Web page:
A few years ago, I heard a teaching on a passage in Mark in which Jesus heals a paralyzed man.
It's a passage that is shared often in Sunday school, and I was very familiar with it. But this person pointed out something I had never focused on before, and it changed my life. You may be thinking, "Well that's dramatic!" And if you know me in real life, you know I love to add drama to my storytelling (I get it from my dad who's an awesome storyteller). But truthfully, focusing on one phrase in this familiar teaching has changed the way I think about community and friendship. And I think it may do the same for you.
Here's the set up: Jesus has been teaching and healing people in and around Jerusalem. Wherever he went, the people followed and the crowds grew. In this particular story, he was teaching in a house overflowing with people. Can you imagine the scene? Everyone is so eager to hear Jesus, no one can even move. So four guys pick up their friend, who is paralyzed, and go up on the roof. They dig through the thick layers of mud and straw to lower their friend on his mat into the room where Jesus is teaching. In Mark 2:5 it says, "When Jesus saw their faith, he said to the paralyzed man, 'Son, your sins are forgiven.'" With that, Jesus instructs the man to stand on his legs, pick up his mat and return to his home. And he does, to the amazement of all who witnessed the event. Once again, Jesus miraculously healed.
But our speaker did not focus in on the miracle of Jesus; rather she called us to consider the beautiful faith of his friends.
Did you catch it? This passage says that when Jesus saw their faith, he extended forgiveness and offered healing to this paralyzed man. It was their enduring belief, their tenacious actions and their tangible love that brought this paralytic to the source of all healing: Jesus. It was this rich nugget of truth that caused me to radically reconsider my notions of community and friendships.
The scene captured in the gospels offers a startling question: Who carries your mat?
When you are lost or lonely or broken, who carries you to the feet of Jesus? Who picks you up and carries you before our sweet Savior when the challenges of this world find your faith failing? When you are paralyzed by the weight of worry, who lifts you to Jesus' healing hands?
Do you have friends like that in your life? Do you want friends like that in your life?
I remember thinking, "Yes, I want that." More truly, I need that type of friendship and support. I desire friends who will support me and carry me when I'm struggling to remember all the things that God has already done for me. I yearn for friends who will speak of the promises of Jesus over me.
I learned three truths in my journey to find friends who would carry my mat.
1. It can be scary
As that desire was coursing through me, I was scared. Having friends who deeply know me is risky. Sharing my needs requires transparency and authenticity. It would mean revealing the real Anne. But as terrified as I was to completely take off the mask with my friends, I had some level of longing to be known. Being fully known would be difficult but so worth it. I also knew that it meant that I would likely reach out to women to deepen our relationship and be rebuffed. I understood that my desire to be closer to them might not line up with their desire to know me. I remember talking to one friend and saying, somewhat awkwardly, "Would you be interested in meeting together to pray and keep each other accountable?" Thankfully, she was on board, and now we meet monthly.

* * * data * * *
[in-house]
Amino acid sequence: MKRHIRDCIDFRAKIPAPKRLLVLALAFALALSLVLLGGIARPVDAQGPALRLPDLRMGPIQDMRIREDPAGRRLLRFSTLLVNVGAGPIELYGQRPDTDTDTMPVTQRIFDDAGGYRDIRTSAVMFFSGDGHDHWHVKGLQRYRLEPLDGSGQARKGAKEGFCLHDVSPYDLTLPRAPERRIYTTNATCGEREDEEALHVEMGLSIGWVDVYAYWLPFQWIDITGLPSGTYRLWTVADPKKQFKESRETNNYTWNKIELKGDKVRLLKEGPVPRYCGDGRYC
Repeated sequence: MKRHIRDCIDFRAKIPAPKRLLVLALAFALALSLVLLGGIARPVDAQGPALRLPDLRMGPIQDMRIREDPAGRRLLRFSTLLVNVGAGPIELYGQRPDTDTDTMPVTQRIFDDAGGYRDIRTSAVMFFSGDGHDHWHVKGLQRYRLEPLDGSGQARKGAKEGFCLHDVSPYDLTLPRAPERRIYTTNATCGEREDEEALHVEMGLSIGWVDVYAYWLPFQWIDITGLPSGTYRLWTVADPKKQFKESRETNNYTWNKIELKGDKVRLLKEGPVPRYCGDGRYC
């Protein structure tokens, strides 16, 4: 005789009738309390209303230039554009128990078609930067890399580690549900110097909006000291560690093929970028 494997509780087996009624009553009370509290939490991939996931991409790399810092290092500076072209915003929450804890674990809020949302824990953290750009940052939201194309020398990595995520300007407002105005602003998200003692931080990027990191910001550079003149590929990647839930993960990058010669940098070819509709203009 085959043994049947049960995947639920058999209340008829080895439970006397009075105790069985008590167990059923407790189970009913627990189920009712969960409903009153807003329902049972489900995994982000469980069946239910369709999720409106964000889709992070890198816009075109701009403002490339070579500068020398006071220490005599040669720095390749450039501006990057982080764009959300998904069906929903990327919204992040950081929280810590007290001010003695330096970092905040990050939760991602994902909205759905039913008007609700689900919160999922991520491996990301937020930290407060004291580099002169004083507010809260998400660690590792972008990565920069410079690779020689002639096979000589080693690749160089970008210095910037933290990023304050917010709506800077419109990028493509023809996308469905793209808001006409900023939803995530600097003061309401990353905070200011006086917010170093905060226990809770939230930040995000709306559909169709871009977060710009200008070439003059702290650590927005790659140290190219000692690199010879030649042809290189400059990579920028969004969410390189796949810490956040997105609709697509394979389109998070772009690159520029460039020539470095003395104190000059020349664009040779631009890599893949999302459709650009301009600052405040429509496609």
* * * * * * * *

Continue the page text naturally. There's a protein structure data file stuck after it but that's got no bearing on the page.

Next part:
2. It's about depth, not time
As an introvert, I have always struggled to make and maintain friends. Sure, I know a lot of people and can be friendly in public--just not for too long. Unlike my husband, I don't have a relationship with the very first friend I made in kindergarten. I don't have tons of friends from high school and college that I keep in touch with regularly. In truth, my very closest friends are people I've known for less than ten years. They are the friends I have made since we moved to Pennsylvania.
I've come to realize in my journey to have friends who carry my mat and friends who's mat I carry, time is not as essential as is connection. C.S. Lewis knew this to be true when he wrote:
"Friendship is born at that moment when one person says to another, 'What! You too? I thought I was the only one.'"
Lewis's words are so true. I have a close friend whom I met two years ago and whose son is on the autism spectrum. We became friends by joining the same moms' group for mothers of children with special needs. Our friendship began in our shared experience but grew honest and real in mutual desire to encourage one another in Christ. And she is my only mat carrier that has a child with special needs.
3. It takes work and intention
My third truth about this level of friendship is that you need to be intentional to sustain deep friendships. These friendships need to be cultivated, so that they blossom and grow. Which also means you need to be selective. It would be impossible to be transparent and authentic with 20 friends. So I suggest you shoot for a few, like I did. Choose a manageable number, and it means you're not going to be laid bare before a ton of women. You also should consider that if you want them to carry you to the feet of Jesus, you need to make sure you're picking people whose faith is strong.
In the four years since I heard that talk, I have slowly been able to find four women to carry my mat and whose mat I carry. It is deeply gratifying to have them lift me up when I can't walk under the weight. And it is spiritually fulfilling when they say, "Yes, I know you can't Anne, but Jesus can."
So I ask you, who carries your mat? Whose mat do you carry? And who can you reach out to today to change the level of your relationship?
Looking for opportunities to get connected?
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